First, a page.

Tigers prospect Greiner figures it out at plate

Lynn Henning
The Detroit News
Grayson Greiner

If it’s possible to take an entire baseball season and bury it, burn it, dissolve it — whatever means of disposal — Grayson Greiner would happily rid himself of 2015.

The reason, evident in some harsh numbers, is Greiner batted .183 in 89 games at Single A Lakeland.

This was not seen as likely after the Tigers drafted him in the third round in 2014, thinking an accomplished catcher from the University of South Carolina would grow steadily into big-league material. Minds hadn’t changed after Greiner, 23, and a right-handed batter who stands a Sequoiaesque 6-foot-6, and weighs 220 pounds, had a crisp 2014 start at West Michigan, where he batted .322 with an .839 OPS in 26 games.

“Last year was miserable,” said Bruce Fields, the Tigers’ minor-league roving hitting instructor who has been charting Greiner since he signed with Detroit.

“But it was one of those years guys sometimes go through. They struggle and it’s kind of unexplained, especially because of that first summer when he came out and we got him for a month and he showed some real offensive ability.

“Then, last year, we pushed him to high ‘A’ and Lakeland and the Florida State League, and that’s a tough league. We thought he could compete and he struggled. It was a combination of him trying to do too much, getting in a hole, and then everything compounded itself. It just wasn’t a good year.”

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Fields and the Tigers development staff put together an offseason prescription for Greiner that was heavy on foundational orders. They saw during spring camp a new man, or, rather, a reminder of what they had first viewed in 2014.

Greiner, a South Carolinian born and educated, arrived at the Lakeland Single A stop in April and hit steadily, racking up a .312 batting average and .752 OPS before he was shipped last week to Double A Erie.

One reason for the promotion, apart from a trip to the disabled list for Erie catcher Austin Greene, is Greiner’s defense and ease with pitchers.

“One thing I know, is that last year, even though he really scuffled at the plate, it never affected his defense,” said Dave Owen, the Tigers’ director of player development. “To be that young, and not let your offense mess with your head says a lot about a man’s makeup and what he’s got inside.”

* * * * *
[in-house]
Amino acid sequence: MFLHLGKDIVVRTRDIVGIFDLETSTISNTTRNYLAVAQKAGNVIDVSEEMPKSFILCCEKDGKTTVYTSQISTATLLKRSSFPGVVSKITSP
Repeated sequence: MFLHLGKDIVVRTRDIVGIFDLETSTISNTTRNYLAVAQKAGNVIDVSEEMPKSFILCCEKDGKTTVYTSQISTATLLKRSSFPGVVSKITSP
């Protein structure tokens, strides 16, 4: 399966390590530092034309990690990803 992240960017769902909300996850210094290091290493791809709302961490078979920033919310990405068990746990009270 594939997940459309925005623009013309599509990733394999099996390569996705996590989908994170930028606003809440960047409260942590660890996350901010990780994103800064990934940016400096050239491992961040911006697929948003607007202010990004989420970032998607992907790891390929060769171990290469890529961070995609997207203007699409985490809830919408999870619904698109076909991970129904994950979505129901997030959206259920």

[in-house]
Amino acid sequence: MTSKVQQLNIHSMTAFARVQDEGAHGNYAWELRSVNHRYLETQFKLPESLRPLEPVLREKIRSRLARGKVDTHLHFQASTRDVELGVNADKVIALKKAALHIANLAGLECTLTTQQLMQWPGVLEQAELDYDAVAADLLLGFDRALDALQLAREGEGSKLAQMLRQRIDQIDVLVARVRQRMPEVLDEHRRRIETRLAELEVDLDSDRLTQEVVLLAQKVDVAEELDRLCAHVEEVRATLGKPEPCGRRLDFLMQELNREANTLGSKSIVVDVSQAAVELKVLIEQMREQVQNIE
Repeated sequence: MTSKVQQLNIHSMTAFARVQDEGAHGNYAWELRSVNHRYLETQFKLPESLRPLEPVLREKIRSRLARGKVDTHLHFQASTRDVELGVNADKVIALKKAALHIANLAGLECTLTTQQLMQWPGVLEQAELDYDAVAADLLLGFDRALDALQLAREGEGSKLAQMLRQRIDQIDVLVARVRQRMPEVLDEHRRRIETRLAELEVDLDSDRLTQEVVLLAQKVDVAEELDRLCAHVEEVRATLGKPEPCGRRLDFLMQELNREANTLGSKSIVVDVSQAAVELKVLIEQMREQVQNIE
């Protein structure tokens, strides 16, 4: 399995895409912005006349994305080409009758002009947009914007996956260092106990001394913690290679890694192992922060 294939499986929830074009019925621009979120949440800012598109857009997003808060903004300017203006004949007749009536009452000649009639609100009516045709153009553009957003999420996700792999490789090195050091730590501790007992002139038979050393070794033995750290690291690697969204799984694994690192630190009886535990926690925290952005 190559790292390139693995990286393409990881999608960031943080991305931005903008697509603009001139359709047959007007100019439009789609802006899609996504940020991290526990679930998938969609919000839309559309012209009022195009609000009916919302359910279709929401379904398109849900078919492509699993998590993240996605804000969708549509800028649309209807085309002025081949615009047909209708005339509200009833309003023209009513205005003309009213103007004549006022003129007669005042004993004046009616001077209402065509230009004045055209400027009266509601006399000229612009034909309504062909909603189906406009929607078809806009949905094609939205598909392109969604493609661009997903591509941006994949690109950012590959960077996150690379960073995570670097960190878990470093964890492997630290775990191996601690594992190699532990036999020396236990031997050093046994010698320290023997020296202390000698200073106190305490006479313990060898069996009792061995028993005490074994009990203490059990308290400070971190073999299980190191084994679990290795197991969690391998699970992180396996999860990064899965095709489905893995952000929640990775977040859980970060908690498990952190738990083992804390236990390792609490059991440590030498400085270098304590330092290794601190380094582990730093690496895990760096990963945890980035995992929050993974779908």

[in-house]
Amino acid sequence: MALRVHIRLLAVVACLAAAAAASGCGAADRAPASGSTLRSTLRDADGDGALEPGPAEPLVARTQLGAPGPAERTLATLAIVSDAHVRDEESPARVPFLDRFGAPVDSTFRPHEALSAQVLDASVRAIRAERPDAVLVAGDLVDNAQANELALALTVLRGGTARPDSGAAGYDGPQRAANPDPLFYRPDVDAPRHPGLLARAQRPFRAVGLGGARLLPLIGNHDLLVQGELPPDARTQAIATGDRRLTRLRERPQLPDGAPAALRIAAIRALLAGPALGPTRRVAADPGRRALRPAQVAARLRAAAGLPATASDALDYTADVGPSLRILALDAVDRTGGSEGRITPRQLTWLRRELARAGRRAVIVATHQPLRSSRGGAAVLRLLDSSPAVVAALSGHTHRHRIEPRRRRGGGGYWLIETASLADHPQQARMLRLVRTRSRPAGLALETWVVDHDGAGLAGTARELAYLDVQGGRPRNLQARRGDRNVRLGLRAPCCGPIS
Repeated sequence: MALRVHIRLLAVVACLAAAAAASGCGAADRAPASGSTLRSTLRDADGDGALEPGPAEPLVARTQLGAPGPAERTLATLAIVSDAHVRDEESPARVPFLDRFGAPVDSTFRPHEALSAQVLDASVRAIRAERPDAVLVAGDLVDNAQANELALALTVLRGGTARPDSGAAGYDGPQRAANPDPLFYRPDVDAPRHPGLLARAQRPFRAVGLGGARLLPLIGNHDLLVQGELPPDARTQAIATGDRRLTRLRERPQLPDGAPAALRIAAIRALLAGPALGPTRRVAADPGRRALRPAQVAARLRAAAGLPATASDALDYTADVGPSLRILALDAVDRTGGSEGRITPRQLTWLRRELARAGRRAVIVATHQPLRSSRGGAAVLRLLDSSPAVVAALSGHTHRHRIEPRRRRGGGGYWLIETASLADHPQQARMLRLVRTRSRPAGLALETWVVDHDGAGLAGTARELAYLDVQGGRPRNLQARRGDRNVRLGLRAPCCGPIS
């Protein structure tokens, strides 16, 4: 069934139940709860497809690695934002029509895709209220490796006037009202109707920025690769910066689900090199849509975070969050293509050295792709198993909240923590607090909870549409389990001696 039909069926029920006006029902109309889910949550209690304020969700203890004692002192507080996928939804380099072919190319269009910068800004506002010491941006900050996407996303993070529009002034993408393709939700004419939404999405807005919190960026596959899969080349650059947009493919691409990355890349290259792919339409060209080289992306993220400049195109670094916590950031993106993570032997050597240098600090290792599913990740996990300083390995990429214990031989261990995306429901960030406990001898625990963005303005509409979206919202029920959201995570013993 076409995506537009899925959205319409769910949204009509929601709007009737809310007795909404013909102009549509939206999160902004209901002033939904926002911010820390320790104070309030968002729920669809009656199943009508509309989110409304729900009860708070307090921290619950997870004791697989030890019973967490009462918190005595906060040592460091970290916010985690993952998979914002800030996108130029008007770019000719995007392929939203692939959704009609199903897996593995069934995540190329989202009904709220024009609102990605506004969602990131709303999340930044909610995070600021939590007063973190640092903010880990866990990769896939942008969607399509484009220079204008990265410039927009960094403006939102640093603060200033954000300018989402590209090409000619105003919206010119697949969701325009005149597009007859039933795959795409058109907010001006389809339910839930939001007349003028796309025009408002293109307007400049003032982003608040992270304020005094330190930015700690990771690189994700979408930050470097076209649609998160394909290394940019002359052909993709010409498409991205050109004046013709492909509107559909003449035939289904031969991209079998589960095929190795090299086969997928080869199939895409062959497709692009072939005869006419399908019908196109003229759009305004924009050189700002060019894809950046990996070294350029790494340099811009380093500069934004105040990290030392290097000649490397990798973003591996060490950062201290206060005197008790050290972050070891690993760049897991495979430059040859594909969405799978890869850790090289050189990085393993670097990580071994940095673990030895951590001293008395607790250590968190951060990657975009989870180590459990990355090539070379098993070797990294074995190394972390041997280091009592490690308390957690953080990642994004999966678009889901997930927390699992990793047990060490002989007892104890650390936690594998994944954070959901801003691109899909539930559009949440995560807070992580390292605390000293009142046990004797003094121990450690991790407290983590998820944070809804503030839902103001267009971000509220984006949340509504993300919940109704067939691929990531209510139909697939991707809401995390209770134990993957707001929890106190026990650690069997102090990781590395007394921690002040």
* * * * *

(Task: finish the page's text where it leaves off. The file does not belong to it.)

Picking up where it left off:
Fields had the same take.

“Defensively, he showed up every day,” Fields said. “That was the big thing, and that’s what makes him a true professional. Then he came back after he’d worked on some stuff over the winter, made some adjustments, and you could see a difference in him this spring at spring training. He swung the bat well and drove the ball all over, which we thought he was capable of doing.”

It has occurred to the Tigers staff that Erie could offer another dividend as Greiner adjusts to more complex Double A duties.

Lance Parrish manages the SeaWolves. Parrish was a premier big-league catcher who, at 6-3, 210, wasn’t quite at Greiner’s altitude, but as a big man can relate to Greiner’s challenges.

“It’s funny,” Fields said, “because somebody asked me the other day — how many catchers over 6-3 or 6-4 have played well in the history of the game? I tried to think of any. Mauer (Joe, Twins star) was a big catcher, but I don’t know if he’s as much 6-4 as maybe 6-3ish. And I couldn’t’ think of anybody else.

“But maybe it’s because those guys were put into different situations, at first base, or the outfield. Greiner’s a big guy, but he catches the ball well, he throws the ball well, and he blocks it well. We’ve just been hoping his swing comes around.”

Owen’s thoughts, exactly.

“Like Lance, he’s a big catcher,” Owen said, “and if you watch him he’s not going to be the prettiest guy out there, but he’s got really good arm-strength, and he’s accurate with his throws. And one of the big things to me is our guys like throwing to him. And if that’s the case, he’s doing the right thing.”

Noticeably lacking in Greiner’s minor-league numbers is power. He has hit five home runs since he signed, two at West Michigan and three last year for Lakeland. He has 23 doubles in 149 games.

It seems not to jibe with a man so large.

“Guys can have raw power,” Fields said, “but good pitching can minimize raw power. That’s because they can put pitches in positions where you can’t leverage them until you start to understand your swing.

“Gray will start to understand his swing and leverage it, because he’s got raw power. But in baseball you’ve got to walk before you run. The one thing I want to see is for him to square up the ball, use the whole field, get comfortable with your swing and your ankles and create hard contact. Once you get better at that, the power follows.”